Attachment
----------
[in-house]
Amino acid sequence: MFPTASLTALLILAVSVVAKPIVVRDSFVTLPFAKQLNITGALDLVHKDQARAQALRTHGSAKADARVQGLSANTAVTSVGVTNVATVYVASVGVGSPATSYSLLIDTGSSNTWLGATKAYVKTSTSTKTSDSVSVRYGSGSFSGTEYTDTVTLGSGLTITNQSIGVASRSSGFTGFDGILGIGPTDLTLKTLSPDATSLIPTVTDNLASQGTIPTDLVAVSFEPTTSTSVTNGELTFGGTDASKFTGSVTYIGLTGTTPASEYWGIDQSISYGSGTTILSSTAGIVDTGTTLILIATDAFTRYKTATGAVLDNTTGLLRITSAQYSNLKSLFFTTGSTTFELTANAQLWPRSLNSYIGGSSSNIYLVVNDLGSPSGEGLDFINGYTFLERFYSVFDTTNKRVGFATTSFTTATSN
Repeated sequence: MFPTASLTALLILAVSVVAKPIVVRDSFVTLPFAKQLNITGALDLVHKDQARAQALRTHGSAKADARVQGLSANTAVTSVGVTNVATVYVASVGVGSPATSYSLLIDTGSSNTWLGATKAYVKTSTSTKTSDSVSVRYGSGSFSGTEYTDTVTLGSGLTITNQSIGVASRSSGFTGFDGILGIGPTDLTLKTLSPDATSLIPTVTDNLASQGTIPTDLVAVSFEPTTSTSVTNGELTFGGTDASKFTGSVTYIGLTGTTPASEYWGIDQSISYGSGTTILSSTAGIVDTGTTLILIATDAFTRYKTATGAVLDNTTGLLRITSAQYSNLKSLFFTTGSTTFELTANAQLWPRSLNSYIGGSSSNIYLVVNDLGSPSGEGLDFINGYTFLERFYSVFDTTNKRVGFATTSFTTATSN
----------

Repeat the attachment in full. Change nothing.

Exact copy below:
[in-house]
Amino acid sequence: MFPTASLTALLILAVSVVAKPIVVRDSFVTLPFAKQLNITGALDLVHKDQARAQALRTHGSAKADARVQGLSANTAVTSVGVTNVATVYVASVGVGSPATSYSLLIDTGSSNTWLGATKAYVKTSTSTKTSDSVSVRYGSGSFSGTEYTDTVTLGSGLTITNQSIGVASRSSGFTGFDGILGIGPTDLTLKTLSPDATSLIPTVTDNLASQGTIPTDLVAVSFEPTTSTSVTNGELTFGGTDASKFTGSVTYIGLTGTTPASEYWGIDQSISYGSGTTILSSTAGIVDTGTTLILIATDAFTRYKTATGAVLDNTTGLLRITSAQYSNLKSLFFTTGSTTFELTANAQLWPRSLNSYIGGSSSNIYLVVNDLGSPSGEGLDFINGYTFLERFYSVFDTTNKRVGFATTSFTTATSN
Repeated sequence: MFPTASLTALLILAVSVVAKPIVVRDSFVTLPFAKQLNITGALDLVHKDQARAQALRTHGSAKADARVQGLSANTAVTSVGVTNVATVYVASVGVGSPATSYSLLIDTGSSNTWLGATKAYVKTSTSTKTSDSVSVRYGSGSFSGTEYTDTVTLGSGLTITNQSIGVASRSSGFTGFDGILGIGPTDLTLKTLSPDATSLIPTVTDNLASQGTIPTDLVAVSFEPTTSTSVTNGELTFGGTDASKFTGSVTYIGLTGTTPASEYWGIDQSISYGSGTTILSSTAGIVDTGTTLILIATDAFTRYKTATGAVLDNTTGLLRITSAQYSNLKSLFFTTGSTTFELTANAQLWPRSLNSYIGGSSSNIYLVVNDLGSPSGEGLDFINGYTFLERFYSVFDTTNKRVGFATTSFTTATSN